So the Harvard Business Review article exposes the chasm between providers and non-providers with respect to how to improve the health care system.  It’s time to educate patients (i.e. the paying customer) and let them help define the future of health care.  Do they simply want the quickest access possible to a dysfunctional system?  Or are they smarter than that and willing to wait (when appropriate) for quality?

Thanks, Bill.

As one looks for reasons as to why the health care system is so dysfunctional no one is without at least some degree of blame.   HCR believes that beginning of the end was accelerated at Harvard in 1985 when William Hsiao and colleagues contrived the resource based value unit or RVU.  At that moment the health care system was handed over to corporate interests, strategies and tactics.  At that moment there was a metric to manage.  However this metric had nothing to do with health care quality.  Nothing.  At that moment people who know nothing about providing care to human beings were handed the keys.  The goal was to control cost.  Instead the greed of corporate interests saw the cash cow and simply drove output.  Physicians were coerced to see more patients and work faster to maintain what they felt was fair compensation for their services. Physicians became little hamsters on the wheel and the patient-doctor relationship began its death spiral.  EPIC FAIL!!!!

And the beat goes on.  Health care is currently managed by administrators and insurance executives who thoroughly enjoy data.  Of course they do.  They have never been in an exam room with a patient.  They have never read, nor would they understand, a medical journal.  We are on a path that could make it worse instead of better.  We are focusing on Big Data instead of Big People and Big Culture.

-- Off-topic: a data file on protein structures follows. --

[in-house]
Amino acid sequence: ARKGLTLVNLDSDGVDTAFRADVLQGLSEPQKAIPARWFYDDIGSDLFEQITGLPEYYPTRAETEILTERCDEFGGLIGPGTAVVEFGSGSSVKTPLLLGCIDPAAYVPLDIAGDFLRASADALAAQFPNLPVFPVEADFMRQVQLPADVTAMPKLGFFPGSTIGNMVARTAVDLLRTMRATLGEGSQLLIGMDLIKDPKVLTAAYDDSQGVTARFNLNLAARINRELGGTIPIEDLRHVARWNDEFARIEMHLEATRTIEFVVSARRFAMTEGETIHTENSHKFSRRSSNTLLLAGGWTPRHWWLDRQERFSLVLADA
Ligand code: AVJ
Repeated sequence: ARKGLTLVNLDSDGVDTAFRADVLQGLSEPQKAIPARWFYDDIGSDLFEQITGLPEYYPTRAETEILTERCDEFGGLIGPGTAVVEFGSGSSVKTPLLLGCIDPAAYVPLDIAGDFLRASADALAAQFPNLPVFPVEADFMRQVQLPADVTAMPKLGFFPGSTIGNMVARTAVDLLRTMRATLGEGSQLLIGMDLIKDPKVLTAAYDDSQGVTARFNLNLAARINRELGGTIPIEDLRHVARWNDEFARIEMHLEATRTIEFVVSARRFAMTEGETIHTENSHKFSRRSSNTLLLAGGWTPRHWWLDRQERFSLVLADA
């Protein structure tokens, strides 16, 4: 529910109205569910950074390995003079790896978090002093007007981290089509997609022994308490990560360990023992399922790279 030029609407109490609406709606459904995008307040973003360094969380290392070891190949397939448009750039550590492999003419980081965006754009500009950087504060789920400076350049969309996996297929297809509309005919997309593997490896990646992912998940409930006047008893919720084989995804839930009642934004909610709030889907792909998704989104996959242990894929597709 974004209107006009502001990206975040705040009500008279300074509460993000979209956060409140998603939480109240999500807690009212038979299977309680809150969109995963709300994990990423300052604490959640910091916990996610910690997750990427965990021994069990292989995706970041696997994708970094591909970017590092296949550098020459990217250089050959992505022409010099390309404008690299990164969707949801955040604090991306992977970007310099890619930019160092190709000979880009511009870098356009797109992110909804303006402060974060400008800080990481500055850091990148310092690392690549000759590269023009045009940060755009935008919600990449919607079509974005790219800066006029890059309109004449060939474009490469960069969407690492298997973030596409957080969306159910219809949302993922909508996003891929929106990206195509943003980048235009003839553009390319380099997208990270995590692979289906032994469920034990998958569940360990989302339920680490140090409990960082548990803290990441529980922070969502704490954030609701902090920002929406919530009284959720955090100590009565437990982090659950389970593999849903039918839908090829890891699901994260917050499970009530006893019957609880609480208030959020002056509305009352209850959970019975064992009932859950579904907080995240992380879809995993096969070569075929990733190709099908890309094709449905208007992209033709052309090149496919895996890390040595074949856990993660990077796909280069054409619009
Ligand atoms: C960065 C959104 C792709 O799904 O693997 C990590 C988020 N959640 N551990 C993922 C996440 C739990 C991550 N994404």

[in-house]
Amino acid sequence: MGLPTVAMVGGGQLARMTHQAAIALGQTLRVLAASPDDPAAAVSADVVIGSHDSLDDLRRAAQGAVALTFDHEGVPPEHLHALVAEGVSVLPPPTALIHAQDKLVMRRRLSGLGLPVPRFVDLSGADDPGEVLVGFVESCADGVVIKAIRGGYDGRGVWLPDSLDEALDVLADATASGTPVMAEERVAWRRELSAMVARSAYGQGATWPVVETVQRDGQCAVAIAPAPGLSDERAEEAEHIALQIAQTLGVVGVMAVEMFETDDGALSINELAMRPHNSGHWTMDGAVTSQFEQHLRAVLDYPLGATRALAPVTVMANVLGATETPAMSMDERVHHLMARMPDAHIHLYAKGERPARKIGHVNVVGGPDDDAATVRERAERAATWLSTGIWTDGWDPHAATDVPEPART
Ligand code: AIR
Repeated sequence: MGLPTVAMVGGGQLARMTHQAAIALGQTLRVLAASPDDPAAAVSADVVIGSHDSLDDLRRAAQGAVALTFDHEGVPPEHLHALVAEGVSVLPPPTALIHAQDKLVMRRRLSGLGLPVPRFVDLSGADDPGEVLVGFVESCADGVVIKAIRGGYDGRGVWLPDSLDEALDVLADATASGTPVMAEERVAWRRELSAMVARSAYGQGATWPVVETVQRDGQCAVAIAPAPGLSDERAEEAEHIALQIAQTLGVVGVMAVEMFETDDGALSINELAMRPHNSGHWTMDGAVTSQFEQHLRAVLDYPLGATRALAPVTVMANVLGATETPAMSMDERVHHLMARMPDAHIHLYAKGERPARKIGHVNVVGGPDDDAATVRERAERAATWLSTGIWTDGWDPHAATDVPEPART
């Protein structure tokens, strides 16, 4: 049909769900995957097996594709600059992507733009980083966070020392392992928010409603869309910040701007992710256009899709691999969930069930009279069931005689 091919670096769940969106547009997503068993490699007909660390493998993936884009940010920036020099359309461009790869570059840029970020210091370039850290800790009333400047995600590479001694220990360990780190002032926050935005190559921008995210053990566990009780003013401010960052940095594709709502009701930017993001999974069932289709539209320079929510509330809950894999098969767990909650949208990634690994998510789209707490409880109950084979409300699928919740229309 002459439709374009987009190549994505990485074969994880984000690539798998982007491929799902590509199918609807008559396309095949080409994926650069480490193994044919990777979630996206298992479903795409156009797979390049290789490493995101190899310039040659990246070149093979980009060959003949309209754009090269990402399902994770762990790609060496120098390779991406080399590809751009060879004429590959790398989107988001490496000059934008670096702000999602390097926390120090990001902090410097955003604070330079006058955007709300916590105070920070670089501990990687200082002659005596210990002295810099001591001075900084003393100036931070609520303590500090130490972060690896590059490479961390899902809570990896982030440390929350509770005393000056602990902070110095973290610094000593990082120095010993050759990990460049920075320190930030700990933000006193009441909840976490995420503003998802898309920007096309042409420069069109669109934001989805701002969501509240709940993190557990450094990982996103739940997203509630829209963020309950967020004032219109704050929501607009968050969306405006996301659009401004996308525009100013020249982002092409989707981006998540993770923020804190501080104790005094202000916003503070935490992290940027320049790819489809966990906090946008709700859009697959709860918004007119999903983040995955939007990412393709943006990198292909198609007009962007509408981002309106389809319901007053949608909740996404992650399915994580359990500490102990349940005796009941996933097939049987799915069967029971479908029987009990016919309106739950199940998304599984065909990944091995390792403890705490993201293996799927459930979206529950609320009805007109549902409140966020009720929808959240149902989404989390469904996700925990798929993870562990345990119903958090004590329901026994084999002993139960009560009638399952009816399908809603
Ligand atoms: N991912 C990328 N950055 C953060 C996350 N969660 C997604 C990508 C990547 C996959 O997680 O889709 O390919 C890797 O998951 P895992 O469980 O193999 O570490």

“We can not solve our problems with the same level of thinking that created them”

– Albert Einstein

Just ask yourself this question.  If an electronic medical record or big data can cut the cost of health care (and they certainly may) will that savings be passed along to the patient/consumer  Probably not.  The same business motivations that managed the RVU debacle will simply siphon the savings off to their pockets.  It’s what they are trained to do – make money.

Will More Time Fix The Patient-Doctor Relationship?

The center of the health care universe will always be the patient-doctor relationship.  As mentioned here before it is also the hard target for quality and value initiatives.  Decades of corporate driven health care have replaced the patient-doctor relationship with the doctor-patient transaction (Relationships Over Transactions).  A quick, impersonal, mostly authoritarian and more recently technology-focused transaction.  It’s what administrators and managers do so why did we expect anything else when we handed over the keys?